“The shared streets, sidewalks, and public spaces used by all New Yorkers are our city’s greatest underutilized resources,” said New York City Department of Buildings (DOB) Commissioner Jimmy Oddo. “Mayor Adams understands that investing in our public realm will help unlock these spaces, further cementing New York’s status as the nation’s premier city to live, visit and to start a business. The initiatives being implemented across the administration, under the coordinating efforts of our seemingly tireless chief public realm officer, Ya-Ting Liu, work together to create a positive impact on this city both in the short-term and for generations to come.” 

“The creation of the chief public realm officer position was a key initiative from the ‘New’ New York Panel, and I am thrilled to see this recommendation in action with the release of this new report,” said New York City Economic Development Corporation (NYCEDC) President and CEO Andrew Kimball. “The report underscores the importance of Ya-Ting’s leadership and the work she has undertaken to improve our public spaces and quality of life for New Yorkers. The projects she has spearheaded have been critical to the city’s economy by bolstering the public realm, encouraging back to office work, and building neighborhoods around those offices where New Yorkers can live, work, learn, and play.”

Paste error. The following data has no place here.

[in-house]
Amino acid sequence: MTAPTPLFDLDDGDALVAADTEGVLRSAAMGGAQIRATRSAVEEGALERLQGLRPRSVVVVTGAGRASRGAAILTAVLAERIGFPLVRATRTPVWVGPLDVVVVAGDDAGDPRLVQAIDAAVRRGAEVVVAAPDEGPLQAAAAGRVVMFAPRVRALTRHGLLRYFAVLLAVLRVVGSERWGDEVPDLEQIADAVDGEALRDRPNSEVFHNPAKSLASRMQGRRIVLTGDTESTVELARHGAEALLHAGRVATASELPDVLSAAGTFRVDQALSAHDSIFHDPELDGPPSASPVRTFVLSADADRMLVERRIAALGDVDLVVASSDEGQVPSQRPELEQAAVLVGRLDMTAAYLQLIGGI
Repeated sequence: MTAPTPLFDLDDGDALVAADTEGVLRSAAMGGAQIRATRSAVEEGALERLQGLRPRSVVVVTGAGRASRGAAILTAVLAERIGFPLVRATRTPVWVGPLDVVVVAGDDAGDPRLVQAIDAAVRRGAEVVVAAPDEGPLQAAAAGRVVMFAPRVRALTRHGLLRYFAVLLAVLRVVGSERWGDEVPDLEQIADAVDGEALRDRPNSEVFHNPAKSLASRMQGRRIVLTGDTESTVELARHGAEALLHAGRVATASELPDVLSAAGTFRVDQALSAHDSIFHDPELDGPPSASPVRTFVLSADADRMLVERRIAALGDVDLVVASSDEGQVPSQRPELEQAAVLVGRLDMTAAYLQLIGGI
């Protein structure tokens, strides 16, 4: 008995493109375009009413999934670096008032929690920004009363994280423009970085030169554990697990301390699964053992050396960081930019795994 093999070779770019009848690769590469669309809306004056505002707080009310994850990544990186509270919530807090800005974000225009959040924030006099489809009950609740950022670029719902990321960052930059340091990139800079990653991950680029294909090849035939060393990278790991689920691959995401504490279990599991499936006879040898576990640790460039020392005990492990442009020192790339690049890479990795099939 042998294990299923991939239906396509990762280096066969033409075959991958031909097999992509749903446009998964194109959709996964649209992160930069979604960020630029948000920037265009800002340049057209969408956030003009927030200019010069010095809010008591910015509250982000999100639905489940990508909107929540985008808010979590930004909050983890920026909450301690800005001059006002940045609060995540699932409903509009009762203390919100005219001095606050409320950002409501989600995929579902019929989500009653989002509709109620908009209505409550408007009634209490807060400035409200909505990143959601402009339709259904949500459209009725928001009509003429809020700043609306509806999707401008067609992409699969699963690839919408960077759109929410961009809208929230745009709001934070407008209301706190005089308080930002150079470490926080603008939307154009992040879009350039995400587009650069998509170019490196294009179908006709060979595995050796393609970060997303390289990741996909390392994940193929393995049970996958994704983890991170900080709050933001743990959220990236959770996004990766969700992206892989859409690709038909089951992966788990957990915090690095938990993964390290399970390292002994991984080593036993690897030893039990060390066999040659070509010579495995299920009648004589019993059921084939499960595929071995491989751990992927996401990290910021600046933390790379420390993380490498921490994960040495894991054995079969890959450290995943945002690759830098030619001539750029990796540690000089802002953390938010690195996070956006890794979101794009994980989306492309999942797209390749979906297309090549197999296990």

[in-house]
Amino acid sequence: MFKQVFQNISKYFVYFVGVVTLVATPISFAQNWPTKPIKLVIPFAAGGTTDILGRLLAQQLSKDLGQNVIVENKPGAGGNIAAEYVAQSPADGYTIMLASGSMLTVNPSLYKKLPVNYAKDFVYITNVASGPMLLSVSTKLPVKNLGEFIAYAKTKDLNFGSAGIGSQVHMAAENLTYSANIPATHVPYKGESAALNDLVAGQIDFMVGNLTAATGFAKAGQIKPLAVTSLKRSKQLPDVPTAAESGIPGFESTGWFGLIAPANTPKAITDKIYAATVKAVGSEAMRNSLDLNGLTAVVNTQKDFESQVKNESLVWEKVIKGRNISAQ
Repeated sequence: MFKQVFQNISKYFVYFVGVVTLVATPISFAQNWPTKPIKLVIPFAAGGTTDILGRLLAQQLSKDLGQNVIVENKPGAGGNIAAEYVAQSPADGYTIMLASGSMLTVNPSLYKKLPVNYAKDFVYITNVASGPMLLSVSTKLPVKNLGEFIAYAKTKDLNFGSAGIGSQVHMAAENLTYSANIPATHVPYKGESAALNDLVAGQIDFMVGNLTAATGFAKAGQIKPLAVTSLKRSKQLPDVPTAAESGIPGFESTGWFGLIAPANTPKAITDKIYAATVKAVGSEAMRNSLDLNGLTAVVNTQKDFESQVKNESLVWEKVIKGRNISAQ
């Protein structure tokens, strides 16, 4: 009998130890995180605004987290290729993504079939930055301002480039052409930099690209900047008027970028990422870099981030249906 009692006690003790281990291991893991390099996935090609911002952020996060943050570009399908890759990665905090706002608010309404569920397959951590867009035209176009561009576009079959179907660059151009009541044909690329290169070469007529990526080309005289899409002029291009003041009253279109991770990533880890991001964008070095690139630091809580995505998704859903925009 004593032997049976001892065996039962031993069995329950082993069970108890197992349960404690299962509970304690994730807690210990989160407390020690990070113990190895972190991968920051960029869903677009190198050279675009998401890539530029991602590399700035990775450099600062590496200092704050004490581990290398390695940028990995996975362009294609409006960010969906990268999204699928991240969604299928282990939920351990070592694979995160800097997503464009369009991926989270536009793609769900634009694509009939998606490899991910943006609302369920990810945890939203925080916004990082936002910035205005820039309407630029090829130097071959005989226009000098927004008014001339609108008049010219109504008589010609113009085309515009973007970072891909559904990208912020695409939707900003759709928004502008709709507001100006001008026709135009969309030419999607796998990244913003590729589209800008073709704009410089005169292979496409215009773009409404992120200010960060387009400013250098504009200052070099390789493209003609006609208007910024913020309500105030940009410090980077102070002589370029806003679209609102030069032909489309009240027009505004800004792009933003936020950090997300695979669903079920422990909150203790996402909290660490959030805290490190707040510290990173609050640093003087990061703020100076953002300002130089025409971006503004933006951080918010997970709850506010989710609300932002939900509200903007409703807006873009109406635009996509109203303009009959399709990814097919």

“Public space is essential to a great quality of life in New York City,” said New York City Department of City Planning Director and New York City Planning Commission Chair Dan Garodnick. “From Dining Out NYC to improved access for privately-owned public spaces, and more, we’ve been proud to work with Mayor Adams and Chief Public Realm Officer Liu to move full speed ahead on planning for a cleaner and greener tomorrow, one where every New Yorker has a chance to relax in our wonderful outdoor spaces.”